Harperite conservatism is one response. It does not advocate any change in course for capitalism. Our democracy must enable capitalism to do its work, developing our natural resources in exchange for providing you and I with employment and pay-cheques to purchase our high standard of living.
Socialism is apparently quite dead. Government will not, and cannot, plan the economy for human good; where that was tried (USSR) the result was catastrophe for the people and the environment. Chinese socialism has invited capitalism to grow the economy under non-democratic rule, and capitalism is only too happy to oblige. The Chinese Communist Party invited its people to “enrich yourselves!” India, Brazil, Arab princes and many other nations want capitalism to enrich them.
It seems not impossible to me for us to backtrack to a time, pre-1980 or so, when government in a democracy did regulate capitalism sufficiently to deliver a decent standard of living to all citizens. A time when mentally-ill people could be housed rather than live on the streets. A time when the old were guaranteed a decent life after working all their lives. A time when our infrastructures – healthcare, education, roads, rails, bridges, and urban transit, for example – was financed by governments who taxed corporate wealth adequately to sustain these necessary public goods.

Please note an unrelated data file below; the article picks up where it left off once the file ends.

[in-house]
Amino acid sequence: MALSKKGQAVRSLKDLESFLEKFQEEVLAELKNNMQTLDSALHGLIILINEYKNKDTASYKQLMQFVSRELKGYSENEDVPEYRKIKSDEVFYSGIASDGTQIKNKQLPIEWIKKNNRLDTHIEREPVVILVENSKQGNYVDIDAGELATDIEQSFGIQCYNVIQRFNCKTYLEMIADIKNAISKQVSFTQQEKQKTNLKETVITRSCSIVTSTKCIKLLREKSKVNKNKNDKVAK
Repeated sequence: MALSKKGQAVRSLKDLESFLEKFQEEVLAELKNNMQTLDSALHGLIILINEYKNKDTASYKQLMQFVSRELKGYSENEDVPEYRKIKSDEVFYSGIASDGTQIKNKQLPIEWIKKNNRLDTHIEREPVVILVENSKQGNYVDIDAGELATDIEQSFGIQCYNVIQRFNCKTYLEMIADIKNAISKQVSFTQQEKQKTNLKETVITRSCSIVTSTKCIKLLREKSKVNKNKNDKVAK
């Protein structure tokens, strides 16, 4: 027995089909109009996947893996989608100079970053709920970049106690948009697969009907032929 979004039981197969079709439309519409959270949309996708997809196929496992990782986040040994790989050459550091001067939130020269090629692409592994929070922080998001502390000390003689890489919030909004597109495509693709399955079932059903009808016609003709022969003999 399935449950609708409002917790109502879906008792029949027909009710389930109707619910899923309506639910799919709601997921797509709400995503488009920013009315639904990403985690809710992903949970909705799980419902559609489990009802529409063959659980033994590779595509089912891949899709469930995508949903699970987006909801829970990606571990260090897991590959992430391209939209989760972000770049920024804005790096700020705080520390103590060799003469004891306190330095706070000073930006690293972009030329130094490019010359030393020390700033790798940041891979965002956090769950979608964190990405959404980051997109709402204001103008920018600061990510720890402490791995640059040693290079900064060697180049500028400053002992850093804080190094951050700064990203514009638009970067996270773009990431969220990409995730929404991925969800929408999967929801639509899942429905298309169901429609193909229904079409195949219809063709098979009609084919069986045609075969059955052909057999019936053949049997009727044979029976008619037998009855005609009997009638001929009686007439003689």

What is the common good?
Last week, a public-hearing process into the Enbridge pipeline project across northern BC delivered its report. The conclusion was that the pipeline would be “in the public interest of Canadians.”